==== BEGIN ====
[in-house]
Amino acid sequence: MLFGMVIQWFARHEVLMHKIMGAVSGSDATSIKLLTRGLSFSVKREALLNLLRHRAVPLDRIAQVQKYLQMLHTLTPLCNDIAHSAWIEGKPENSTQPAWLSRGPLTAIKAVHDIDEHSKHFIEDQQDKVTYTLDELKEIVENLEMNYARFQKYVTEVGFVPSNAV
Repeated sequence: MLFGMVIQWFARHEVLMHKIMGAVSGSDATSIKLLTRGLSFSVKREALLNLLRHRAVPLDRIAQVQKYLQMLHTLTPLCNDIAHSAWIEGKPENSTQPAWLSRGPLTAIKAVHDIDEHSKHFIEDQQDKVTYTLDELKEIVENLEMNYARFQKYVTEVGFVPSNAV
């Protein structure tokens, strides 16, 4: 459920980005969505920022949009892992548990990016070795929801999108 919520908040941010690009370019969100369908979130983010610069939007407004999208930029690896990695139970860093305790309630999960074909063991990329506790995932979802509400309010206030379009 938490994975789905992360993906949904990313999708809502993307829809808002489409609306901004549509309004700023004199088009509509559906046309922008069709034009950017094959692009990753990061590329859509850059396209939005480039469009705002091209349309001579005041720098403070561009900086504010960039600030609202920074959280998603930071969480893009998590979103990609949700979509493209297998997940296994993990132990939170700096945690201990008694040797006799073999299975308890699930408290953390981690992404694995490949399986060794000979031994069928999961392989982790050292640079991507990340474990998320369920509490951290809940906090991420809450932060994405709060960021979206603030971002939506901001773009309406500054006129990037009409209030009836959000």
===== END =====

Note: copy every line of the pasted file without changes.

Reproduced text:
[in-house]
Amino acid sequence: MLFGMVIQWFARHEVLMHKIMGAVSGSDATSIKLLTRGLSFSVKREALLNLLRHRAVPLDRIAQVQKYLQMLHTLTPLCNDIAHSAWIEGKPENSTQPAWLSRGPLTAIKAVHDIDEHSKHFIEDQQDKVTYTLDELKEIVENLEMNYARFQKYVTEVGFVPSNAV
Repeated sequence: MLFGMVIQWFARHEVLMHKIMGAVSGSDATSIKLLTRGLSFSVKREALLNLLRHRAVPLDRIAQVQKYLQMLHTLTPLCNDIAHSAWIEGKPENSTQPAWLSRGPLTAIKAVHDIDEHSKHFIEDQQDKVTYTLDELKEIVENLEMNYARFQKYVTEVGFVPSNAV
């Protein structure tokens, strides 16, 4: 459920980005969505920022949009892992548990990016070795929801999108 919520908040941010690009370019969100369908979130983010610069939007407004999208930029690896990695139970860093305790309630999960074909063991990329506790995932979802509400309010206030379009 938490994975789905992360993906949904990313999708809502993307829809808002489409609306901004549509309004700023004199088009509509559906046309922008069709034009950017094959692009990753990061590329859509850059396209939005480039469009705002091209349309001579005041720098403070561009900086504010960039600030609202920074959280998603930071969480893009998590979103990609949700979509493209297998997940296994993990132990939170700096945690201990008694040797006799073999299975308890699930408290953390981690992404694995490949399986060794000979031994069928999961392989982790050292640079991507990340474990998320369920509490951290809940906090991420809450932060994405709060960021979206603030971002939506901001773009309406500054006129990037009409209030009836959000």